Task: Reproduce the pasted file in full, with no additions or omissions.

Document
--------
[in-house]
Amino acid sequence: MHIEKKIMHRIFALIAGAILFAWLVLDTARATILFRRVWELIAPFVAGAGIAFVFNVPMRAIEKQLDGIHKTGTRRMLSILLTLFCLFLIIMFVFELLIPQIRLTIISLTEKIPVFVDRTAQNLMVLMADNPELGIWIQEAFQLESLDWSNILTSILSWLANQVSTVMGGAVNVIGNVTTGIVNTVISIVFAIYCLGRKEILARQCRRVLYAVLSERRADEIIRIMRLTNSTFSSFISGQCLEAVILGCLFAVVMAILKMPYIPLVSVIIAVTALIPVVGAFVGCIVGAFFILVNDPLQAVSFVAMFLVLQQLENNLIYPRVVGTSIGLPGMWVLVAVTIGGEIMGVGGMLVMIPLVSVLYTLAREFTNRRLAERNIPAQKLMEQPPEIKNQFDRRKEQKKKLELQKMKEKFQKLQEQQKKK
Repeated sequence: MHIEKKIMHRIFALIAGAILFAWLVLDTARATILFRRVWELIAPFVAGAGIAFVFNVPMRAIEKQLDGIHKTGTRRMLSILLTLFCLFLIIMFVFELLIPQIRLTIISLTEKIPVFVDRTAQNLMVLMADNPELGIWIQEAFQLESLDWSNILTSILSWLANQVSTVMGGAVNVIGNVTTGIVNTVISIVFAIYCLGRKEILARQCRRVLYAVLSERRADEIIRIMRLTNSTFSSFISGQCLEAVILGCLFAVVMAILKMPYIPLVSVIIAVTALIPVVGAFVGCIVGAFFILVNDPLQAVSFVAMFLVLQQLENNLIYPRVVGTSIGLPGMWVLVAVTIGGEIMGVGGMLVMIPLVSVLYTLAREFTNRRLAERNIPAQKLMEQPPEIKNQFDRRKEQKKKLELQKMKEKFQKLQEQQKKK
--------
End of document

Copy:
[in-house]
Amino acid sequence: MHIEKKIMHRIFALIAGAILFAWLVLDTARATILFRRVWELIAPFVAGAGIAFVFNVPMRAIEKQLDGIHKTGTRRMLSILLTLFCLFLIIMFVFELLIPQIRLTIISLTEKIPVFVDRTAQNLMVLMADNPELGIWIQEAFQLESLDWSNILTSILSWLANQVSTVMGGAVNVIGNVTTGIVNTVISIVFAIYCLGRKEILARQCRRVLYAVLSERRADEIIRIMRLTNSTFSSFISGQCLEAVILGCLFAVVMAILKMPYIPLVSVIIAVTALIPVVGAFVGCIVGAFFILVNDPLQAVSFVAMFLVLQQLENNLIYPRVVGTSIGLPGMWVLVAVTIGGEIMGVGGMLVMIPLVSVLYTLAREFTNRRLAERNIPAQKLMEQPPEIKNQFDRRKEQKKKLELQKMKEKFQKLQEQQKKK
Repeated sequence: MHIEKKIMHRIFALIAGAILFAWLVLDTARATILFRRVWELIAPFVAGAGIAFVFNVPMRAIEKQLDGIHKTGTRRMLSILLTLFCLFLIIMFVFELLIPQIRLTIISLTEKIPVFVDRTAQNLMVLMADNPELGIWIQEAFQLESLDWSNILTSILSWLANQVSTVMGGAVNVIGNVTTGIVNTVISIVFAIYCLGRKEILARQCRRVLYAVLSERRADEIIRIMRLTNSTFSSFISGQCLEAVILGCLFAVVMAILKMPYIPLVSVIIAVTALIPVVGAFVGCIVGAFFILVNDPLQAVSFVAMFLVLQQLENNLIYPRVVGTSIGLPGMWVLVAVTIGGEIMGVGGMLVMIPLVSVLYTLAREFTNRRLAERNIPAQKLMEQPPEIKNQFDRRKEQKKKLELQKMKEKFQKLQEQQKKK